December 13, 2018 2:14 pm
Updated: December 13, 2018 3:52 pm

Alleged Russian spy Maria Butina’s guilty plea sheds light on efforts to influence U.S.

WATCH: Accused Russian spy Butina pleads guilty to conspiracy

A A

WASHINGTON — A Russian woman accused of being a secret agent admitted Thursday that she conspired to infiltrate the American gun-rights movement to gather intelligence on conservative political groups as Donald Trump rose to power.

READ MORE: Who is Maria Butina, the gun activist charged with spying for Russia?


Story continues below

Maria Butina, 30, agreed to plead guilty to a conspiracy charge as part of a deal with federal prosecutors.

The case, which is separate from special counsel Robert Mueller’s investigation into Russian meddling in the 2016 U.S. presidential election, has offered insight into how Moscow seeks to influence American policy.

Prosecutors say Butina and her Russian patron, Alexander Torshin, used their contacts in the National Rifle Association to pursue Russian back channels to American conservatives during that campaign, when Republican Trump defeated Democrat Hillary Clinton.

WATCH: Alleged Russian spy Maria Butina to plead guilty

Butina’s case, brought by federal prosecutors in Washington, also comes amid a broader push by the Justice Department to enforce U.S. laws governing foreign agents, including those accused of working for Russia.

As part of her deal, Butina pleaded guilty to a single charge of conspiracy to act as an unregistered foreign agent and she agreed to cooperate with investigators.

Prosecutors also say it is “very likely” that she will be deported from the U.S. after her sentence is completed. The charge carries a maximum sentence of five years in prison, though the defense noted Thursday that federal sentencing guidelines recommend no time to six months.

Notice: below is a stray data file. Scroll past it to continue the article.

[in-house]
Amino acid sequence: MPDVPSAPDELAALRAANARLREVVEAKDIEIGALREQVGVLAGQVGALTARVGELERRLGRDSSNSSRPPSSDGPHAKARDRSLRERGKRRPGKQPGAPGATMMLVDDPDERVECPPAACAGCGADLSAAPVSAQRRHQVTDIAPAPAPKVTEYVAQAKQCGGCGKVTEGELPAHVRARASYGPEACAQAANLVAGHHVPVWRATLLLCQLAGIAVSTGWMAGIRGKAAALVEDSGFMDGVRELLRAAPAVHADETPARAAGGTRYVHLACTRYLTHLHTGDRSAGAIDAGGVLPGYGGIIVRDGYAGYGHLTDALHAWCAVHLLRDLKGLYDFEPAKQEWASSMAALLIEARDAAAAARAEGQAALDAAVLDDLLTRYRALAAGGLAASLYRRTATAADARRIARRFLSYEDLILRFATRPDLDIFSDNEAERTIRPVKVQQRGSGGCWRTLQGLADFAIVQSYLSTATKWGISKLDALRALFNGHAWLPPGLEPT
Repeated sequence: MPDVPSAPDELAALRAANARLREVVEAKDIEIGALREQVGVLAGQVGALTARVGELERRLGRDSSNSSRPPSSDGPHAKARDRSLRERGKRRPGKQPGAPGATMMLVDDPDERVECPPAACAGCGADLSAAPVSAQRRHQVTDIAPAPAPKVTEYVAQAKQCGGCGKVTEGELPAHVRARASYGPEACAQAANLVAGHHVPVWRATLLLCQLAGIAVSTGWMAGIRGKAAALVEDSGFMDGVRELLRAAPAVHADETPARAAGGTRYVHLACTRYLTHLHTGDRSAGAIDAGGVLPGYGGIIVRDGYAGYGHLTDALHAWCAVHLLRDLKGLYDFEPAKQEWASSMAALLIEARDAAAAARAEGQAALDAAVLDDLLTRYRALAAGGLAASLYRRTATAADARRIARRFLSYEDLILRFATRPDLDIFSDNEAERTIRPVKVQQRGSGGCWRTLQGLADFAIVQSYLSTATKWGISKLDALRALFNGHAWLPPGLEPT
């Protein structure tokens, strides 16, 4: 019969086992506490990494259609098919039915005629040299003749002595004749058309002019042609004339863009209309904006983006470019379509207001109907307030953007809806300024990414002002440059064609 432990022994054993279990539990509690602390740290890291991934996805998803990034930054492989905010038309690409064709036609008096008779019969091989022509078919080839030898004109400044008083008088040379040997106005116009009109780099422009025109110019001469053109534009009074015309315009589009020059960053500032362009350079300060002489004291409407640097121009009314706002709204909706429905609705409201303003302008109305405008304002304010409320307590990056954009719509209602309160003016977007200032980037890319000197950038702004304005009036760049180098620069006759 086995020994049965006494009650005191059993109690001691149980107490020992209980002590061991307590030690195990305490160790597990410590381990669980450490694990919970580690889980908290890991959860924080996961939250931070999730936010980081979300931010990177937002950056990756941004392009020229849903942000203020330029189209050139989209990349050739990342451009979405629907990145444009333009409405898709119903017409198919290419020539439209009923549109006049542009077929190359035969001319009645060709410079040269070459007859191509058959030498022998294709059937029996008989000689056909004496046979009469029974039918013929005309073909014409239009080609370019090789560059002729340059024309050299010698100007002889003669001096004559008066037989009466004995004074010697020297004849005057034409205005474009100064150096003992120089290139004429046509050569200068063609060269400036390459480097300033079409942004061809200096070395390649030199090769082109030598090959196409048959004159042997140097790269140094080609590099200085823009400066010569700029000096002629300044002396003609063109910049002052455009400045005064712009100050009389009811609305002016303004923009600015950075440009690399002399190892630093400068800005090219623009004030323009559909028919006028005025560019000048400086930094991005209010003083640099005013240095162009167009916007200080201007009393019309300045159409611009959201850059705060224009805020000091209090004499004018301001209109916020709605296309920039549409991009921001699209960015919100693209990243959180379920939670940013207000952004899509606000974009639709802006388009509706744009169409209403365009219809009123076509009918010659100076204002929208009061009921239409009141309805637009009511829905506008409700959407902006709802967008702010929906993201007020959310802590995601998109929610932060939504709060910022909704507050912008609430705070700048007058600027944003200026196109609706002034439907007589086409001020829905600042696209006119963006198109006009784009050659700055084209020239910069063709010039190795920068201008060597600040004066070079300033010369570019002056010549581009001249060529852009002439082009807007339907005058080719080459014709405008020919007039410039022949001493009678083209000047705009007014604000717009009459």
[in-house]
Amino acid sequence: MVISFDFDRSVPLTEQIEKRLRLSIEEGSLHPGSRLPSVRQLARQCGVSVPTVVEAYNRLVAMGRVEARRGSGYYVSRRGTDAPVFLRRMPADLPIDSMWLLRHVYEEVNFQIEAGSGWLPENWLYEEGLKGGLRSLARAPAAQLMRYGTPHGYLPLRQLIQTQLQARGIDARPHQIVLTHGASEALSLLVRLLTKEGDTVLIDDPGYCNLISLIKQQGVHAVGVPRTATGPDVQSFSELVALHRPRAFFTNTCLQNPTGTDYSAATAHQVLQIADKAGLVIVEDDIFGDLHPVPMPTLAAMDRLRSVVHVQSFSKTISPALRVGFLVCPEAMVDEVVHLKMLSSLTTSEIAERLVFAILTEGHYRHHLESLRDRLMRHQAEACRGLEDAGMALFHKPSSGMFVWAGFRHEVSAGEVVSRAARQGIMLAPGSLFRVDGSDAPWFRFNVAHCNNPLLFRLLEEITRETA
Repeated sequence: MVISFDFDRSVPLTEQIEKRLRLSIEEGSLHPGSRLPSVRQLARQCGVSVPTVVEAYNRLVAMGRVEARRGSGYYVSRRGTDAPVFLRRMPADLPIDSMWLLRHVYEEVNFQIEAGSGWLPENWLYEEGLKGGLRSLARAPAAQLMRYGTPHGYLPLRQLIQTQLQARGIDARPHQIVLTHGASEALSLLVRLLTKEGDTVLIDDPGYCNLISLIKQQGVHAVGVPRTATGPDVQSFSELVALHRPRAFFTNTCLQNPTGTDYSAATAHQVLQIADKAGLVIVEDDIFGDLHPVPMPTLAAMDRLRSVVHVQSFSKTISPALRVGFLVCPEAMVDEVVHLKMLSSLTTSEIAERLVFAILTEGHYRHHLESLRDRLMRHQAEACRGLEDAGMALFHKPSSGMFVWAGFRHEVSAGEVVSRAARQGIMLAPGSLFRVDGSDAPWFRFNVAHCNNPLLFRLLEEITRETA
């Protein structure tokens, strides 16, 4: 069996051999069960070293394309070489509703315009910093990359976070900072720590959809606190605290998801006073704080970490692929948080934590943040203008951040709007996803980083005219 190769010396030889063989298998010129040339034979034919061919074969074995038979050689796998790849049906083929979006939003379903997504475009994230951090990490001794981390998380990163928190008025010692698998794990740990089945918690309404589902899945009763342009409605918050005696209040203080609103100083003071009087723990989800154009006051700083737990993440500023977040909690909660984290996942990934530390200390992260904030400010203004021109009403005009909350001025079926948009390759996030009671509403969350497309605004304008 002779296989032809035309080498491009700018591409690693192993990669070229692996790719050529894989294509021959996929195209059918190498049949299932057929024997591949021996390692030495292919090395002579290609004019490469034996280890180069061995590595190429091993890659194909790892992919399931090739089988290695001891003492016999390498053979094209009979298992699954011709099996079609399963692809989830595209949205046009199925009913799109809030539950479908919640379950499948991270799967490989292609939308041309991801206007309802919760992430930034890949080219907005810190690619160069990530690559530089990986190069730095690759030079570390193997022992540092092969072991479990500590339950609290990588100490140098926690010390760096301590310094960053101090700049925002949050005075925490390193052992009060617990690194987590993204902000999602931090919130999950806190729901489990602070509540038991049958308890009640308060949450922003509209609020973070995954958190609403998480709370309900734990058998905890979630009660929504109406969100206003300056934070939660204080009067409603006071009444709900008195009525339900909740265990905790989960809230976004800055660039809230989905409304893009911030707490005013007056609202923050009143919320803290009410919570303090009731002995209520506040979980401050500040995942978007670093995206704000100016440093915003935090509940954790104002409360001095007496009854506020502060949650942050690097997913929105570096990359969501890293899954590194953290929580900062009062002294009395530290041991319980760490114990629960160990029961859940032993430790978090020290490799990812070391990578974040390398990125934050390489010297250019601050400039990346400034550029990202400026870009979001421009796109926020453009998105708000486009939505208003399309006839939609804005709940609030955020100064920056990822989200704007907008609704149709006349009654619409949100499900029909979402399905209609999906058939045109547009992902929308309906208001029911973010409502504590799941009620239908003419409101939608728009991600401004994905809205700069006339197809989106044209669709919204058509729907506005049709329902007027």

READ MORE: Russian foreign ministry pushes for release of accused spy

According to her plea agreement, Butina’s work was directed by Torshin, a Russian government bank official now under sanction by the Treasury Department for his ties to Russian President Vladimir Putin.

Butina admitted that she “sought to establish unofficial lines of communication with Americans having power and influence over U.S. politics.” She said her boyfriend, conservative political operative Paul Erickson, helped her as she tried to use his ties with the NRA to set up the back channels. Erickson, who is referred to as “U.S. Person 1″ in court papers, he has not been charged.

In their filings, prosecutors have said federal agents found Butina had contact information for people suspected of being employed by Russia’s Federal Security Services, or FSB, the successor intelligence agency to the KGB. Inside her home, they found notes referring to a potential job offer from the FSB, according to the documents.

WATCH: Russian parliamentarian reacts to the arrest of Maria Butina, accused of being a Russian agent

Investigators recovered several emails and Twitter direct message conversations in which Butina referred to the need to keep her work secret and, in one instance, said it should be “incognito.” Prosecutors said Butina had contact with Russian intelligence officials and that the FBI photographed her dining with a diplomat suspected of being a Russian intelligence agent.

READ MORE: U.S. prosecutors alleged that a suspected Russian spy offered sex for influence. They were mistaken

Butina’s lawyer, Robert Driscoll, had previously decried the charges against her as “overblown” and said prosecutors criminalized her mundane networking opportunities. He has said his client was a student interested in American politics and wanted to see a better relationship between the U.S. and Russia.

Butina, jailed since her arrest in July, had mounted an aggressive defense and tried to have the charges against her tossed. But for several weeks, Butina’s lawyers and federal prosecutors had indicated in court papers that they were working toward a resolution in the case.

— Associated Press writer Chad Day contributed to this report

© 2018 The Canadian Press

Report an error

Comments

Want to discuss? Please read our Commenting Policy first.